Richard Yost is spot on in his Letter to the Editor. The young people who have returned to this area and started businesses and families are fighting hard to protect its future. They are the people you will lose or who will not return if the expansion happens. How do you measure that in terms of economic development? Friends of Lackawanna made history by being the first community group to write a Harms-Benefit Analysis to challenge the landfill. If the DEP wants to stop this expansion, they have the information they need to do it. The question is: Are they willing to?
Editor: Some people “in the know” believe that Louis DeNaples will get his 50-year expansion of Keystone Sanitary Landfill. If that is so, how dispiriting it is.
And it will be legal. Ancient laws, along with a sodden bureaucracy, may guarantee it. In addition, most of our current crop of politicians won’t oppose it.
As to DeNaples, he has long since given himself over to disregard for the will of the people. On the other side of this critical issue stands a superlative community organization — Friends of Lackawanna. From the membership of the group and its sympathizers come those who have returned to the area so that their children and their grandchildren can have the same glorious experience of growing up here. Caring neighborhoods meant frequent gatherings in homes and churches, along with ethnic celebrations in parks, plus sports and concerts, crafts exhibits and antique automobile shows.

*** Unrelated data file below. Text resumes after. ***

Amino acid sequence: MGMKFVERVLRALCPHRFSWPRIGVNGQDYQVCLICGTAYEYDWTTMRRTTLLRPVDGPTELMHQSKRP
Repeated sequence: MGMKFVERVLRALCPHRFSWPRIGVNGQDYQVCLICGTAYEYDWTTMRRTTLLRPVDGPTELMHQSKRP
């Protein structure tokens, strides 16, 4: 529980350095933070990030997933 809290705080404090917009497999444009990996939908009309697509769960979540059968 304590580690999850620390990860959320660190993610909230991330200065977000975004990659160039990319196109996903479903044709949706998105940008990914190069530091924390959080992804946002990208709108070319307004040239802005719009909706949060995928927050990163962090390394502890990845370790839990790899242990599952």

Amidst the present conflict, much of that still remains. It forms the heart of “scrappy Scranton.” Next year marks the city’s 150th anniversary.
But what if the positives are occluded or overwhelmed by selfish interests? Many people, including some of our most passionate citizens, won’t stay around just to pay homage to an earlier era. They want and need a tangible reason for hope.
The disgust we feel is genuine. Our fate has been tied to DeNaples’ fortunes for too long.
RICHARD J. YOST
SOUTH ABINGTON TWP.